Paying rent in cash can be risky business. Unlike the case with a check or credit card, cash isn't easily traceable. If your cash rental payment gets lost or falls into the wrong hands, you could face an uphill battle trying to convince your landlord that you paid the rent in full and on time. Not only do you risk losing a substantial amount of money, but you could also face eviction through no fault of your own.
Cash Rental Payment Precautions
Whether you pay rent in cash on a regular basis or just do it occasionally, it's important to protect yourself by taking certain precautions:
- Never send cash payments through the mail. It doesn't happen very often, but sometimes things get lost in the mail. And when it happens, parcels can be very hard to trace. A much more common problem is mail getting stolen from private mailboxes. It's also possible an unscrupulous staffer may pocket some or all of the cash found in mail. In all of these cases, you'll probably have no way to prove that you paid the full amount of the rent on time.
- Hand cash to an authorized recipient. Give your cash payment directly to your landlord or to a property management staffer authorized to accept it. If a maintenance worker tells you he's headed to the management office and offers to deliver your rent, politely decline. Even if the worker is honest, there's too much of a chance the cash could get lost or not arrive at its proper destination. Plus, if you don't deliver the rent personally, you can't get a receipt on the spot (see below).
- Don't leave without a receipt. You need proof that you paid your rent in cash, in case questions arise later. So, if you pay cash, request a written receipt each time. Make sure the date, time, and amount are legible on the receipt, as well as the name and signature of the person who received the rent. If your landlord says he'll mail you a receipt, insist that you need one now. A receipt is easy to create, so there's no reason your landlord can't give you a receipt right when you give him your cash. If the issue is that the landlord doesn't have his usual receipt forms with him or the computers are down, get a handwritten receipt with all the information on a piece of paper. Your landlord can mail you the more "official" receipt later. Some landlords have a lot of tenants and may not remember accepting payment or any kind of verbal agreement with individuals.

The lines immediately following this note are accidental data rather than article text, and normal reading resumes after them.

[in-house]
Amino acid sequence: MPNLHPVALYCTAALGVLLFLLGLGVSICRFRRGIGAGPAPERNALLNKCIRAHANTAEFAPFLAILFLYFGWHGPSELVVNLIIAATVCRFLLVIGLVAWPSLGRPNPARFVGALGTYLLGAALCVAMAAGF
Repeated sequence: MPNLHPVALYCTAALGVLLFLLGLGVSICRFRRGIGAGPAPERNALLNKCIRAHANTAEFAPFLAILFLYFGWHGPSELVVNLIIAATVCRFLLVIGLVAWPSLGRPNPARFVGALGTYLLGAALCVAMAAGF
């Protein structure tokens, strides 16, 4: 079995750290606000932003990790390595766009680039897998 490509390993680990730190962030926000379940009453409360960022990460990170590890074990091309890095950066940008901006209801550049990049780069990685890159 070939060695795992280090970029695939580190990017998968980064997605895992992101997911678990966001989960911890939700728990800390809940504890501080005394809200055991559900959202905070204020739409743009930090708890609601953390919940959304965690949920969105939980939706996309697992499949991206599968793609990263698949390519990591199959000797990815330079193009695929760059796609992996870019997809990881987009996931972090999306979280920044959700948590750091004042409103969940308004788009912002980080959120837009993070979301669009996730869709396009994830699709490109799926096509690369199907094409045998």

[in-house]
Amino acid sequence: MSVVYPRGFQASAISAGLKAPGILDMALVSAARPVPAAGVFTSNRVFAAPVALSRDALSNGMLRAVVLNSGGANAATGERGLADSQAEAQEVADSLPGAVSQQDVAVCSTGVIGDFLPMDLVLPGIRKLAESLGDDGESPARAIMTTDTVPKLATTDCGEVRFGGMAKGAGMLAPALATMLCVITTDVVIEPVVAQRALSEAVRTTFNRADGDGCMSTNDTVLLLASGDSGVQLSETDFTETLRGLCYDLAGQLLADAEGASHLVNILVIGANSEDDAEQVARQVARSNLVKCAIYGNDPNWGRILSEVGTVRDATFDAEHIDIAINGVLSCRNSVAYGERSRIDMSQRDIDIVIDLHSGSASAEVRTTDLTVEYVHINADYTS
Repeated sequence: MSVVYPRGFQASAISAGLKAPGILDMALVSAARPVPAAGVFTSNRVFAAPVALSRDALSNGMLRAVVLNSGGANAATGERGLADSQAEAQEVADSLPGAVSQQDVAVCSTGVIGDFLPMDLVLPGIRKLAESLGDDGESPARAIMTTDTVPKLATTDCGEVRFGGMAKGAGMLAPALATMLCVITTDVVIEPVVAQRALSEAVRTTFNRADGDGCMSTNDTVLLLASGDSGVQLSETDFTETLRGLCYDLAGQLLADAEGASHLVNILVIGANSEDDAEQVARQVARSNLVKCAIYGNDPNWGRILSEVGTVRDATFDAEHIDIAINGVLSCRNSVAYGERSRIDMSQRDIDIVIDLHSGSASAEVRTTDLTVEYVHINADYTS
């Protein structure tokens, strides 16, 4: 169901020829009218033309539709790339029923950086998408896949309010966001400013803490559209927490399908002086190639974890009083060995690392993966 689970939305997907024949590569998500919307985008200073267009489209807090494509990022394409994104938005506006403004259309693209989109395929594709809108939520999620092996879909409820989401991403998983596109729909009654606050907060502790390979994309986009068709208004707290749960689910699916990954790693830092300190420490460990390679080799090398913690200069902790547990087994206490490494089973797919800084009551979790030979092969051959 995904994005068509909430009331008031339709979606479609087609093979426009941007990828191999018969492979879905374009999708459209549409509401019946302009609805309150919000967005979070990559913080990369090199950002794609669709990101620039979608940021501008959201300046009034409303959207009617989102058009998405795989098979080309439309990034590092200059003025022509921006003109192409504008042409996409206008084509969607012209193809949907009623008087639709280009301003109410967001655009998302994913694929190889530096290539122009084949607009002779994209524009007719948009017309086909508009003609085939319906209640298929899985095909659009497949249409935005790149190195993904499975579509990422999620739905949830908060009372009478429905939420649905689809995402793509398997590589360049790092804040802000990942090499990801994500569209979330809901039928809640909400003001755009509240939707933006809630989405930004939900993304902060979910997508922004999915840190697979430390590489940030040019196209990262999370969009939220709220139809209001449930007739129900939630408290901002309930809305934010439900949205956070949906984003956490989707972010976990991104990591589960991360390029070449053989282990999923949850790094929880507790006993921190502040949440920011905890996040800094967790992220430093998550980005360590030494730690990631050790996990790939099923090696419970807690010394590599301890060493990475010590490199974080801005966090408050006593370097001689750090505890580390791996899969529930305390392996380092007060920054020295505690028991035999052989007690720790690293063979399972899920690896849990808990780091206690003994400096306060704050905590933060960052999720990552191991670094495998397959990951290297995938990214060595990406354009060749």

- Keep rent receipts in a safe place. Rent receipts are no good if they're lost. If your landlord later questions whether you've paid your rent, you don't want to be stuck without proof, nor do you want to have to rummage frantically through your papers to find the right receipts. Keep all your rent receipts organized in a safe, sensible place, such as in a folder or box where you have your lease. You will have only 12 receipts per year, so it's not difficult to keep them all together in a safe place.